In the fast lane: Concerns remain over Dickinson truck routes
Dickinson city officials may have established routes to take the bulk of truck traffic out of Dickinson, but not all residents are satisfied with the outcome.
At a city commission meeting Monday, officials approved a resolution introduced last month which set designated truck routes connecting traffic to the interim bypass.
Taking advantage of the opportunity for public comment on the resolution, longtime resident Jerry Vance told commissioners he is concerned that Eighth Street Southeast, where he lives, is among the roads included in the truck route.
“The speeds of the vehicles that are driving down, the conditions of the roads, and some of the noises in the area right now,” he said, “it has become pretty much a racetrack.”
Vance said he and some of his neighbors have seen speeds along the 25-mph residential street reach upwards of 72 mph, which he clocks with a radar gun. Many of the trucks are hazmat regulated and, if involved in an accident, would require a half-mile evacuation area.
Increased traffic has also damaged the street itself, he told commissioners.
“The road conditions are so bad there, our houses shake then they come by there speeding,” he said at the meeting. “I would just like you to be aware if there’s something you could do to help us as residents.”
The route continues along Eighth Street Southwest and up State Avenue toward Interstate 94, but Vance’s neighborhood is one of the more residential areas along the truck route. Hand-made speed signs line the street, extra reminders to vehicles passing through.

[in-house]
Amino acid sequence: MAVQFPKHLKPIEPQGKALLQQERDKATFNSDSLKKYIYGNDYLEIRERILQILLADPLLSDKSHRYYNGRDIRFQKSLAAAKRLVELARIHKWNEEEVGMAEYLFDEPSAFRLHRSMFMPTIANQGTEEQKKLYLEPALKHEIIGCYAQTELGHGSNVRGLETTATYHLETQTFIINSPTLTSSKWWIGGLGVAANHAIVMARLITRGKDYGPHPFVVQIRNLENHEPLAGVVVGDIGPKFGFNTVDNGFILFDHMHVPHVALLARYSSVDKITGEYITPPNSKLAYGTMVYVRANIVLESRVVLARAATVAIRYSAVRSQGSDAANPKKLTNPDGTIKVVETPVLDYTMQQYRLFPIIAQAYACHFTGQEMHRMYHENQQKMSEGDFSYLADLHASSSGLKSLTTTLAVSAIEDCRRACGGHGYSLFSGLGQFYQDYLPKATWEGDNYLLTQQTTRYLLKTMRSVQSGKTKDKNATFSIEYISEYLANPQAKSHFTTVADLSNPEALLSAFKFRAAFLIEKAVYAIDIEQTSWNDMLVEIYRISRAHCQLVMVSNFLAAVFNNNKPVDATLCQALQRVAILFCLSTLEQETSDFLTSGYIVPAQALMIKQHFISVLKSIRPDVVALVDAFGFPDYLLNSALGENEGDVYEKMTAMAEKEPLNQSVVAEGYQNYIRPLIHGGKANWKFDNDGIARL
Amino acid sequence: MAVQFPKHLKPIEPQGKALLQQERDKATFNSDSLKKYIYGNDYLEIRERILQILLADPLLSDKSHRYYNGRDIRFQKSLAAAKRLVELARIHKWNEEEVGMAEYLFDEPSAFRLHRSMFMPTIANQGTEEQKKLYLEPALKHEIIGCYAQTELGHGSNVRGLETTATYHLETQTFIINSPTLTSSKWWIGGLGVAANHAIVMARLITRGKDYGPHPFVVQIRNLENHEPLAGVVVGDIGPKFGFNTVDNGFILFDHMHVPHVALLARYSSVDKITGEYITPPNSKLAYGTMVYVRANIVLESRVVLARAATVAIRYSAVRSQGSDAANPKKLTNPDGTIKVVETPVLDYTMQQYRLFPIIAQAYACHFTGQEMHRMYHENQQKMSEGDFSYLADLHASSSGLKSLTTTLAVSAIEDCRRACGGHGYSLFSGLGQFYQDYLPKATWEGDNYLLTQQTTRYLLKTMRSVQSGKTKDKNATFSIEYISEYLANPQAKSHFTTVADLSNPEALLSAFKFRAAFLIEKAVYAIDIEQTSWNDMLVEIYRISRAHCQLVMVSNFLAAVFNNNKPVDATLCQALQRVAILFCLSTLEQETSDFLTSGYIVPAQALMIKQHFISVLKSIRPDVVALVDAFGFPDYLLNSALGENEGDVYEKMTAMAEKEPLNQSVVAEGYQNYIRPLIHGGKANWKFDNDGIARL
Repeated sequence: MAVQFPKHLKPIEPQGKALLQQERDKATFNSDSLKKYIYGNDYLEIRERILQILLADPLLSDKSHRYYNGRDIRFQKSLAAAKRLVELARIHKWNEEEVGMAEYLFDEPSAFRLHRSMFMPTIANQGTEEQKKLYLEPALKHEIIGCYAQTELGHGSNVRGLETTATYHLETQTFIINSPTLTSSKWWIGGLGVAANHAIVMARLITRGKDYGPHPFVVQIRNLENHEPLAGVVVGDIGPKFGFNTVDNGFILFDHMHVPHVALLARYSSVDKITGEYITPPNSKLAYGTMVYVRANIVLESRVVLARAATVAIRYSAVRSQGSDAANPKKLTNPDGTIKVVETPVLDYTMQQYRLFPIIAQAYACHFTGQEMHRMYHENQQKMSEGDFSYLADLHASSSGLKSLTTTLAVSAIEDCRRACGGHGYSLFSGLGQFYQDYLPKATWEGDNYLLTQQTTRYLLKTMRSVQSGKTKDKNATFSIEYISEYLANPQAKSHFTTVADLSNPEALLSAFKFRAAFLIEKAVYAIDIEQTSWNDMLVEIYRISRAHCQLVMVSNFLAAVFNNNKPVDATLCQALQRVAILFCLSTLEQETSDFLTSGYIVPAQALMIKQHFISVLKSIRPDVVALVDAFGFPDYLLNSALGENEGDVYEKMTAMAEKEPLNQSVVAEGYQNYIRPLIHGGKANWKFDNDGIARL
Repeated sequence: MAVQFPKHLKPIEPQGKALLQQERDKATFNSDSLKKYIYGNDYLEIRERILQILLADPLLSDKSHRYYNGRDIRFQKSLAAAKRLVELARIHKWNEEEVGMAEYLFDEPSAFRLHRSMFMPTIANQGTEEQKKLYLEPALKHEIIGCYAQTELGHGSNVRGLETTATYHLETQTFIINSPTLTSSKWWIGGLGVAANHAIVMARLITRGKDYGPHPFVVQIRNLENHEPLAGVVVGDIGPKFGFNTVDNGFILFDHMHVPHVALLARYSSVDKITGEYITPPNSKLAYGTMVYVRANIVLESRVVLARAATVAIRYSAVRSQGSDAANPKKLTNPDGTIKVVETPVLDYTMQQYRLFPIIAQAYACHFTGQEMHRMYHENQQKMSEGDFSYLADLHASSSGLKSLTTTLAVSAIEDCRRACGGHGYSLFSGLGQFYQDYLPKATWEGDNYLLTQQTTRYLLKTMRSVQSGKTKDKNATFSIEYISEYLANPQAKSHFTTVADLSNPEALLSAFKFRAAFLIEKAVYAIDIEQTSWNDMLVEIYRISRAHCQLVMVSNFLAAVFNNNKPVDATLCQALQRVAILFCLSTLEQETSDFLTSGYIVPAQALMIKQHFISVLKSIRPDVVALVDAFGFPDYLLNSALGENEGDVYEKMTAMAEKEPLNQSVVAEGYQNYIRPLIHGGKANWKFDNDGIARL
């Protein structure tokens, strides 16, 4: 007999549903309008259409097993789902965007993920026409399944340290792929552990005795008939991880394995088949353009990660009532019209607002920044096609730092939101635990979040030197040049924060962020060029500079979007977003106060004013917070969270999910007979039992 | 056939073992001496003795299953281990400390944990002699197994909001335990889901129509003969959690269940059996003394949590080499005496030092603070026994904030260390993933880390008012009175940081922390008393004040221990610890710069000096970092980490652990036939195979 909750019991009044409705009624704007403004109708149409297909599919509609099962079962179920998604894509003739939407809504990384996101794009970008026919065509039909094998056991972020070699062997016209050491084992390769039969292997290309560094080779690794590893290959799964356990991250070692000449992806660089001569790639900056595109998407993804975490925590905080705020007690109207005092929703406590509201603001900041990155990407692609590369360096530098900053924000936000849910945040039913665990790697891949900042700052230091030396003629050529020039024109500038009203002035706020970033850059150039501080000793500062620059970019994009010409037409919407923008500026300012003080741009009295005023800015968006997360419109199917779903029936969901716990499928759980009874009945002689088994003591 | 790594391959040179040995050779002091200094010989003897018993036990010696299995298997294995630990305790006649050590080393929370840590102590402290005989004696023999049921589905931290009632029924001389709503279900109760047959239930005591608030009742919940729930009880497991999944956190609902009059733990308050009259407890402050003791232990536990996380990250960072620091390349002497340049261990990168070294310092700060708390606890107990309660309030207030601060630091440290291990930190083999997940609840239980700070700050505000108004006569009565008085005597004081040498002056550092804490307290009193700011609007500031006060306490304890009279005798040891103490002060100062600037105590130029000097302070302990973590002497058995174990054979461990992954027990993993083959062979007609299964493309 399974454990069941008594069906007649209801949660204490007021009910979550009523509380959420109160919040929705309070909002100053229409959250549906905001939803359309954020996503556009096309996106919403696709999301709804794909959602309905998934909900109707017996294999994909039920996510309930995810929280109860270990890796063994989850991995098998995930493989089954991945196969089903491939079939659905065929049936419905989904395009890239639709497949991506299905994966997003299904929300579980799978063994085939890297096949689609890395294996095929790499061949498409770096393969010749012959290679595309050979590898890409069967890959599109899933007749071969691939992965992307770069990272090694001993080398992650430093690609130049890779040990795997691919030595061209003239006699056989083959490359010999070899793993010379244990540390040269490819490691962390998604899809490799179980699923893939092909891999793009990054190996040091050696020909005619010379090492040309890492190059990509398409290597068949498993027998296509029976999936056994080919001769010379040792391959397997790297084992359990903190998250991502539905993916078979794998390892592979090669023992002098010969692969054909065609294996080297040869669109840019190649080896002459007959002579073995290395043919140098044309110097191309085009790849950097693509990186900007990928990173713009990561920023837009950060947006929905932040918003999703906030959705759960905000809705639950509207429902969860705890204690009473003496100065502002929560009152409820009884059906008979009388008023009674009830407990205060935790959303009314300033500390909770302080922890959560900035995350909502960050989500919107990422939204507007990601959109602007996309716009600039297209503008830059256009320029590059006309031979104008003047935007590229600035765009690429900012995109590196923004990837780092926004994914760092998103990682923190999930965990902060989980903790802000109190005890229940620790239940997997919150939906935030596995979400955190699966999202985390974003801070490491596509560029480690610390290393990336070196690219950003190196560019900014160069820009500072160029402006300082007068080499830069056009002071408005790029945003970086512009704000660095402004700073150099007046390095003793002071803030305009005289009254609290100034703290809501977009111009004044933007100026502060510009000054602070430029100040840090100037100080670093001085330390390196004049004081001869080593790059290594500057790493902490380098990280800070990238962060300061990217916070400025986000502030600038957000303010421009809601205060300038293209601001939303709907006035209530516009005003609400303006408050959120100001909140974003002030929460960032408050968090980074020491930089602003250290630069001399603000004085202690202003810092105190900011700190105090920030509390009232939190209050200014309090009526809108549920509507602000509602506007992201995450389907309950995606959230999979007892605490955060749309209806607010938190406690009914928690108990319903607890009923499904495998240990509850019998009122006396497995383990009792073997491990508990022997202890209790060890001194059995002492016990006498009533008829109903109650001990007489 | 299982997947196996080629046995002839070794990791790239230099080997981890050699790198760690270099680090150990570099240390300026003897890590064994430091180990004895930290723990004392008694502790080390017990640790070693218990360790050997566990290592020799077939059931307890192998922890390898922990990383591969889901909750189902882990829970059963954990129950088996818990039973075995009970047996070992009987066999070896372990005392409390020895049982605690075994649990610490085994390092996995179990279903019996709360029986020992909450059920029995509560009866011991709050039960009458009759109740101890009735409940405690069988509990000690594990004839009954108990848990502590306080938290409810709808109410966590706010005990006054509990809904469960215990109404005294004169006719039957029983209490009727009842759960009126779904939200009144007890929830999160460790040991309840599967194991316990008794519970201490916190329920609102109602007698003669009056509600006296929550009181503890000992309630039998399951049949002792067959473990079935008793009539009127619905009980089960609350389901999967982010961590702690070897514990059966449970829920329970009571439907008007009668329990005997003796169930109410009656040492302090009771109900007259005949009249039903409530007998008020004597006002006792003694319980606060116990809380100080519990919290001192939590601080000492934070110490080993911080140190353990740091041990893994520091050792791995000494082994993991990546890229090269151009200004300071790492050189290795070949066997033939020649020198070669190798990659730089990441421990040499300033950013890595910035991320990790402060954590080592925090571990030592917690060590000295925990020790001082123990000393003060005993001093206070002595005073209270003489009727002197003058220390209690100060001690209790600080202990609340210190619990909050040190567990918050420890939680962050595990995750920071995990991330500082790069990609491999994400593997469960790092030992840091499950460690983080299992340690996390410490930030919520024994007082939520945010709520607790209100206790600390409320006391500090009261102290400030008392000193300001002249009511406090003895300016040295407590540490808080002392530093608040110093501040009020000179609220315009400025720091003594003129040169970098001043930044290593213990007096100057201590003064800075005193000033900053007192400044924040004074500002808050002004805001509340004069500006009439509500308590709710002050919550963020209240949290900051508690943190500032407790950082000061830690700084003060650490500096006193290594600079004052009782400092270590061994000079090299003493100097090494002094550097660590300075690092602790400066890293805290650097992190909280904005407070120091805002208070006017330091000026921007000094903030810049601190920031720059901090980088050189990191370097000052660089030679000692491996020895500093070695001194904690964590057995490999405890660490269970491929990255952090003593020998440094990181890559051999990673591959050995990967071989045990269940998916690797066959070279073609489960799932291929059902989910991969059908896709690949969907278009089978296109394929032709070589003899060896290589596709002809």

City engineer Craig Kubas said Vance’s wasn’t the only complaint he has heard about traffic.
“We hear comments like Mr. Vance’s all over town,” Kubas told the commission. “And undoubtedly traffic has increased on Eighth Street Southeast.”
The North Dakota Department of Transportation conducted an average daily traffic count in 2012 on the stretch of Eighth Street between South Main and Third Avenue Southeast. Approximately 4,390 vehicles traveled on the street each day, according to data collected. Vance said the majority — trucks and cars alike — don’t follow speed laws or stop at stop signs.
Kubas said the engineering department and law enforcement have looked into addressing road conditions and speed enforcement, but they’re in early stages.
“We do have a proposed project right now,” he said. “It’s just pencil on paper, but we are looking at prioritizing it.”
Kubas said the city will do what it can with the budget and enforcement resources it has to improve road conditions, but the route will remain unchanged.
“For good or for bad, it is the route that we have on the southeast side of town,” Kubas told the commission.
Only one stretch of road is off-limits to trucks in Dickinson: Highway 22 south of 12th Street to Broadway was established as a no-truck zone a couple of years ago, Kubas told The Press on Tuesday.
Trucks will be permitted to use the roads included in the new route, but it would take future ordinances to designate any further truck-free areas. State Avenue, 10th Avenue East and 21st Avenue East are under consideration.
“We don’t disallow trucks off of the blue route,” Kubas said, but the “permitted, preferred route should be on the assigned truck route.”
Signage along the route should be up this fall, he said.
Faulx is a reporter for The Dickinson Press. Contact her at 701-456-2107. Tweet her at NadyaFaulx